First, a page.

On the subjects of beverages and questionable segues, there’s another team that I’d like to mention for the permanent record: the Lexington Legends. The Legends’ version of Covid-ball consisted of a series called the “Battle of the Bourbon Trail.” The series was done with the Frontier League’s Florence Y’alls, the Legends’ Bluegrass State brethren, who play just up the road. The Legends and the Y’alls each created two rosters of independent players. The Legends used their normal identity for one team, and their Copa identity, the Leyendas, for another. Florence had just retired their Freedom moniker after the 2019 season, so they simply brought it back alongside their new Y’alls name. What is most interesting about this series is that Lexington is slated to lose their PDC this fall. By coordinating with an independent Frontier League team, are they telegraphing their future home? We’ll see.

 

 

 

Odds and Sods

 

Over in Worcester, Mass., Polar Park had its “topping-off” ceremony, with the stadium’s final steel beam signed by workers and then set into place. Attendees for the ceremony included team co-owner (and Boston Red Sox exec) Larry Lucchino as well as architect Janet Marie Smith.

 

woosox

 

The WooSox will christen the park (hopefully) next year. The franchise they are replacing, the Pawtucket Red Sox, had their storied history end with a whimper, not a bang. Boston threw Pawtucket a bone by hosting their alternate training site at McCoy Stadium, but sadly, Rhode Island fans won’t get to see the PawSox one last time. I had a few of my worlds collide when one of my regular history podcasts, the Memory Palace, did an episode about the Pawtucket Red Sox. I knew that podcast creator Nate DiMeo was from Rhode Island, but I didn’t know that he worked for the PawSox as a teenager. Obviously, I couldn’t recommend the ten minute episode enough. Here’s a link.

Let’s point the compass south. Tennessee Smokies’ owner Randy Boyd unveiled a rendering for a possible future stadium in downtown Knoxville. The Smokies’ current stadium is in nearby Kodak, TN, where they’ve played for only about twenty years. If the Smokies move back to Knoxville, would they re-apply their old Knoxville place-name? Hard to say, but either way, I consider the Knoxville/Tennessee Smokies to be one team identity and recently outlined it on the 3 of 4 page. As for Randy Boyd, I’ll probably be thinking more about him this fall since he operates a handful of teams in the Appalachian League. The fate of that league will primarily rest in the hands of MLB clubs and Mr. Boyd.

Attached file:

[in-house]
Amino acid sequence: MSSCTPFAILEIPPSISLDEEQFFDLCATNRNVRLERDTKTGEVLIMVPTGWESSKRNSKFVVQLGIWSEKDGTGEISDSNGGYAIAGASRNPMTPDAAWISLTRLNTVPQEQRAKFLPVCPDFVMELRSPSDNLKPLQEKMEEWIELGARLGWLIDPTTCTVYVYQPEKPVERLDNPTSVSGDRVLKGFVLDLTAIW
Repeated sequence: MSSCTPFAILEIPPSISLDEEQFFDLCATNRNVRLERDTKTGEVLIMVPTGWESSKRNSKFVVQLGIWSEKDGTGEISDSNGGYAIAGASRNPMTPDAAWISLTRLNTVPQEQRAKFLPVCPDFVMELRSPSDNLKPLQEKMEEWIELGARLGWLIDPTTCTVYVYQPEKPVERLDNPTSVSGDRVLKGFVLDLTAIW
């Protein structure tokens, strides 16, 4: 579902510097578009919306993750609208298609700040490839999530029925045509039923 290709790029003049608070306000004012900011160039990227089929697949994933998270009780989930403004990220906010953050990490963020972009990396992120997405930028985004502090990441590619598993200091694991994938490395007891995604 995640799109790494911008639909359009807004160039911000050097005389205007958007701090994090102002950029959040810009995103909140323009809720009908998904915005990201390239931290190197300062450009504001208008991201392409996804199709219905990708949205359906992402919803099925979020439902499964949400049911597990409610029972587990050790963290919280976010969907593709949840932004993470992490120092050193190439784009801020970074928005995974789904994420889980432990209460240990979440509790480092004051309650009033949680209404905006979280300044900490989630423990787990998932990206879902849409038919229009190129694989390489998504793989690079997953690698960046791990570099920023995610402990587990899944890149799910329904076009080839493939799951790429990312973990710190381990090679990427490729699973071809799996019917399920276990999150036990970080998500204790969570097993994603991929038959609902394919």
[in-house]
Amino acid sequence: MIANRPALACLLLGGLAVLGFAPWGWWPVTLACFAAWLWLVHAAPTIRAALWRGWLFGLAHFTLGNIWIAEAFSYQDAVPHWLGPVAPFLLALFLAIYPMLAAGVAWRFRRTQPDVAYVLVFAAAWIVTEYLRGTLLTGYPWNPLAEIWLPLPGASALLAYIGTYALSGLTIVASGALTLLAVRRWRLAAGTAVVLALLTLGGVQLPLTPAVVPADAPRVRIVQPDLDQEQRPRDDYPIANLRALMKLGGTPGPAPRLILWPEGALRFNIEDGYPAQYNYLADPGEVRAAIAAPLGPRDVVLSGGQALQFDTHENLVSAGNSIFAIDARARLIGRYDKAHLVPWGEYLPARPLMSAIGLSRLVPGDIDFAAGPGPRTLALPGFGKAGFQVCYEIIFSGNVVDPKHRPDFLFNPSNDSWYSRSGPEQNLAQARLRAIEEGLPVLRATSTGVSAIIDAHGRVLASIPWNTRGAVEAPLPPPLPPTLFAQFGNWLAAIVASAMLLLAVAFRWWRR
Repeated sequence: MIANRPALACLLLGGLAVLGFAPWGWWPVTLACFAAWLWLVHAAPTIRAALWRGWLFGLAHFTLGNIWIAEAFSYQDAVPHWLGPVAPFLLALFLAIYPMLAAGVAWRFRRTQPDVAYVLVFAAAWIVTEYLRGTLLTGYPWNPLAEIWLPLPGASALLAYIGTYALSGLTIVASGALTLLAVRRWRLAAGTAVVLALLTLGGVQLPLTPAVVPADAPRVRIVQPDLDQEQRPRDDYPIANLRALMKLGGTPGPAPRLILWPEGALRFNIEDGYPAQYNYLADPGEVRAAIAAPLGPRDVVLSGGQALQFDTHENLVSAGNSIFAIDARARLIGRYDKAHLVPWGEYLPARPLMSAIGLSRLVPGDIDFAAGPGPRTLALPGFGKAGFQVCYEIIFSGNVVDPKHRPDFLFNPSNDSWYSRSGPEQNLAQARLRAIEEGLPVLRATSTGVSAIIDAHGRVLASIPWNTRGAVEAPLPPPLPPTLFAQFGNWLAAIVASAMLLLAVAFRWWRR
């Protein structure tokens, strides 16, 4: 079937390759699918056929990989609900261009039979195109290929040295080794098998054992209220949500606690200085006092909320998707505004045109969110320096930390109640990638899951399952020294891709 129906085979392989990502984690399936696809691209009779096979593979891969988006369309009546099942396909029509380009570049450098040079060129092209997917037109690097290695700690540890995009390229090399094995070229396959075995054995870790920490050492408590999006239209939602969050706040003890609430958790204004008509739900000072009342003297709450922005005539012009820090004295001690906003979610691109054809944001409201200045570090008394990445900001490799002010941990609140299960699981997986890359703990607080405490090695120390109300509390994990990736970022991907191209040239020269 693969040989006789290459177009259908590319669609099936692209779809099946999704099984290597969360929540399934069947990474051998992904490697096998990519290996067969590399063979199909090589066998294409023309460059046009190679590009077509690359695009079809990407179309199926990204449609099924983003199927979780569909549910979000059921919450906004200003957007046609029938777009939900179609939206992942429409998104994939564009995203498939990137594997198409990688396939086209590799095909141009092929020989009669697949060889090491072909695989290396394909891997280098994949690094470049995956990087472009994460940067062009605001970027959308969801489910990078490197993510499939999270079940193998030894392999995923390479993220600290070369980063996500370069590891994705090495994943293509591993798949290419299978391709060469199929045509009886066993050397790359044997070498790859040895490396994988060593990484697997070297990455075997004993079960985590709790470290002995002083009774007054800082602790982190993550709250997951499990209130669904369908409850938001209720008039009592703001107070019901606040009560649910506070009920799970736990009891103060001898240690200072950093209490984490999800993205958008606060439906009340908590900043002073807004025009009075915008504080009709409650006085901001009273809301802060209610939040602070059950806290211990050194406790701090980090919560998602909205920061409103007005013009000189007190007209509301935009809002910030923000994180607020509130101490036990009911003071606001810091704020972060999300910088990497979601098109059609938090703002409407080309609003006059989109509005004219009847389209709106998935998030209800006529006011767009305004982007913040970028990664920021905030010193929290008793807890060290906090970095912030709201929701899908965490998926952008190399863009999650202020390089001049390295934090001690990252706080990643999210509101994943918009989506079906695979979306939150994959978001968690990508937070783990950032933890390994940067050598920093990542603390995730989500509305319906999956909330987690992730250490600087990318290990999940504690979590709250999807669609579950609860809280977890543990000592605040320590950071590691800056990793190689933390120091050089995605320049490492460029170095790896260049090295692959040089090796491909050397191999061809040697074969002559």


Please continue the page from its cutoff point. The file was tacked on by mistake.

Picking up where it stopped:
knoxville

 

Speaking of teams that are building new ballparks, progress on Beloit’s new park chugs along well and the team will be spared from the upcoming PDC cut-down. Now team owner Quint Studer is testing the pond waters regarding a possible name or brand change for the Snappers. This is of personal significance to me, as falling in love with the Snappers brand was a big boost in my burgeoning childhood minor league interest. Their logo, which has stood for a remarkable 25-ish years, is timeless. In the past, I’ve emailed with Chris Kretz, a graphic designer (and really nice guy) who was tabbed for drawing “Snappy” simply because his cousin was the team’s GM. I think the Snappers name is a terrific minor league moniker (up there with Grasshoppers and Lugnuts) and it should stay put. If Studer feels that the old brand needs to be refreshed, so be it. But the original Snappy will always be my favorite.

 

Moots

 

Another logo that I loved as a kid was the cartoonish conquistador logo that was used by the Albuquerque Dukes. Here’s an awesome vignette detailing how that logo was conceived and designed. With everything we’ve learned this summer about Albuquerque’s troubling history with Oñate imagery, my feelings about this logo have become a little complicated.

Speaking of complicated feelings surrounding historical imagery, the New York Times did a phenomenal exploration of the Spokane Indians’ brand history and connection with local Indigenous groups. As always, there is more nuance to the story than the loudest voices on social media would have you believe.

 

 

OK, people. That was a lot. I plan to check back around Halloween, and I think there’s a good chance that there will be a pillowcase full of minor league news to report then. Big thanks to MLG contributors like Brian, Leo, Mitch, Bill, and Don.

And big thanks to you for reading. Till next time.

 

 

 

 

 

Best logo ever